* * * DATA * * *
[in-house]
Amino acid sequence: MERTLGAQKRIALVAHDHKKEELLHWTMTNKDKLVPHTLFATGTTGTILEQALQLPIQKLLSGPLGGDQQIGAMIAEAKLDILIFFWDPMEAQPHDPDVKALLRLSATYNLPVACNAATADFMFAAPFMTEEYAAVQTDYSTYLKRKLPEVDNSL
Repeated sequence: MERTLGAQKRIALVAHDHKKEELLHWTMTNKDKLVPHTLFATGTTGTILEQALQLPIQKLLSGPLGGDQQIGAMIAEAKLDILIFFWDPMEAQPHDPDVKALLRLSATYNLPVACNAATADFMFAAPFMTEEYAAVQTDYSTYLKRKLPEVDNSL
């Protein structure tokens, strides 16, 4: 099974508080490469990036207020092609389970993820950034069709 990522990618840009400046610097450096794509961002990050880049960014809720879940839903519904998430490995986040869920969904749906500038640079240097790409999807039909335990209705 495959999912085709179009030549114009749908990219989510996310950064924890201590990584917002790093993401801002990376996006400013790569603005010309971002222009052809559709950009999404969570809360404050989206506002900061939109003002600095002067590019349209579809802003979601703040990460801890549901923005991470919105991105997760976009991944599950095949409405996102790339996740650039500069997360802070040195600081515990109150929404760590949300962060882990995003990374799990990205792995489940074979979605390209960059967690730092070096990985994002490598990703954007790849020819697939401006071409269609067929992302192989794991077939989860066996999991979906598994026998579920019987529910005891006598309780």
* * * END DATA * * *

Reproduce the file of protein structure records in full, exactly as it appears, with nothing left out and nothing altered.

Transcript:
[in-house]
Amino acid sequence: MERTLGAQKRIALVAHDHKKEELLHWTMTNKDKLVPHTLFATGTTGTILEQALQLPIQKLLSGPLGGDQQIGAMIAEAKLDILIFFWDPMEAQPHDPDVKALLRLSATYNLPVACNAATADFMFAAPFMTEEYAAVQTDYSTYLKRKLPEVDNSL
Repeated sequence: MERTLGAQKRIALVAHDHKKEELLHWTMTNKDKLVPHTLFATGTTGTILEQALQLPIQKLLSGPLGGDQQIGAMIAEAKLDILIFFWDPMEAQPHDPDVKALLRLSATYNLPVACNAATADFMFAAPFMTEEYAAVQTDYSTYLKRKLPEVDNSL
């Protein structure tokens, strides 16, 4: 099974508080490469990036207020092609389970993820950034069709 990522990618840009400046610097450096794509961002990050880049960014809720879940839903519904998430490995986040869920969904749906500038640079240097790409999807039909335990209705 495959999912085709179009030549114009749908990219989510996310950064924890201590990584917002790093993401801002990376996006400013790569603005010309971002222009052809559709950009999404969570809360404050989206506002900061939109003002600095002067590019349209579809802003979601703040990460801890549901923005991470919105991105997760976009991944599950095949409405996102790339996740650039500069997360802070040195600081515990109150929404760590949300962060882990995003990374799990990205792995489940074979979605390209960059967690730092070096990985994002490598990703954007790849020819697939401006071409269609067929992302192989794991077939989860066996999991979906598994026998579920019987529910005891006598309780």